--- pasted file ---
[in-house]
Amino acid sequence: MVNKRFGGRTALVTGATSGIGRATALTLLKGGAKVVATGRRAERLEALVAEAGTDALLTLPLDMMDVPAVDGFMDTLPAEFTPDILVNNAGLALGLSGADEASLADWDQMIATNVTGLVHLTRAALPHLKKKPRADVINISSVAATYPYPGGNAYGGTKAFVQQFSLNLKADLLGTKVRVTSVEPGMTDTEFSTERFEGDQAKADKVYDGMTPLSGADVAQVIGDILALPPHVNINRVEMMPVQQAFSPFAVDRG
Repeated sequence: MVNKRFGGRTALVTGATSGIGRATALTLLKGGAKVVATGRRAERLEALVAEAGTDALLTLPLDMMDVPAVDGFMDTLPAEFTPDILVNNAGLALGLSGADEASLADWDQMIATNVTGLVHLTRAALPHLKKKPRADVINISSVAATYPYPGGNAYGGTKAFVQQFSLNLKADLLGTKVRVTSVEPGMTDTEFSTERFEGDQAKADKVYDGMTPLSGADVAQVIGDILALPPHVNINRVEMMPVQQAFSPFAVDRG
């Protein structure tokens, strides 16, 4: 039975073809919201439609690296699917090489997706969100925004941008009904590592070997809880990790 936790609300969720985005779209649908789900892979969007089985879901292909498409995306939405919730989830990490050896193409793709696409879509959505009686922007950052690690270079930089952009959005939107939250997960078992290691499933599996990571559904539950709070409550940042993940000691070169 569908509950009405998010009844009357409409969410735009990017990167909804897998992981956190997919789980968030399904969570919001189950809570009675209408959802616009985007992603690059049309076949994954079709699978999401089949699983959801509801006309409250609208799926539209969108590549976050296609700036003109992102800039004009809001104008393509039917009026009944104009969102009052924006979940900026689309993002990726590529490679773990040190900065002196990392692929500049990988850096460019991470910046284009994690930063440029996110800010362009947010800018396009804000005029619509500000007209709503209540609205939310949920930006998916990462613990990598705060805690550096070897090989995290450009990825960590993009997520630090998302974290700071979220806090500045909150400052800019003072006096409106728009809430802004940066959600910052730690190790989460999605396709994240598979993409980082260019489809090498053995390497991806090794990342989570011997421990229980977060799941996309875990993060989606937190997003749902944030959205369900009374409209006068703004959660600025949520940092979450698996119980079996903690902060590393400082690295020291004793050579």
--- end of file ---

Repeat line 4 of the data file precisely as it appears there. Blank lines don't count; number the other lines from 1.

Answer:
């Protein structure tokens, strides 16, 4: 039975073809919201439609690296699917090489997706969100925004941008009904590592070997809880990790 936790609300969720985005779209649908789900892979969007089985879901292909498409995306939405919730989830990490050896193409793709696409879509959505009686922007950052690690270079930089952009959005939107939250997960078992290691499933599996990571559904539950709070409550940042993940000691070169 569908509950009405998010009844009357409409969410735009990017990167909804897998992981956190997919789980968030399904969570919001189950809570009675209408959802616009985007992603690059049309076949994954079709699978999401089949699983959801509801006309409250609208799926539209969108590549976050296609700036003109992102800039004009809001104008393509039917009026009944104009969102009052924006979940900026689309993002990726590529490679773990040190900065002196990392692929500049990988850096460019991470910046284009994690930063440029996110800010362009947010800018396009804000005029619509500000007209709503209540609205939310949920930006998916990462613990990598705060805690550096070897090989995290450009990825960590993009997520630090998302974290700071979220806090500045909150400052800019003072006096409106728009809430802004940066959600910052730690190790989460999605396709994240598979993409980082260019489809090498053995390497991806090794990342989570011997421990229980977060799941996309875990993060989606937190997003749902944030959205369900009374409209006068703004959660600025949520940092979450698996119980079996903690902060590393400082690295020291004793050579």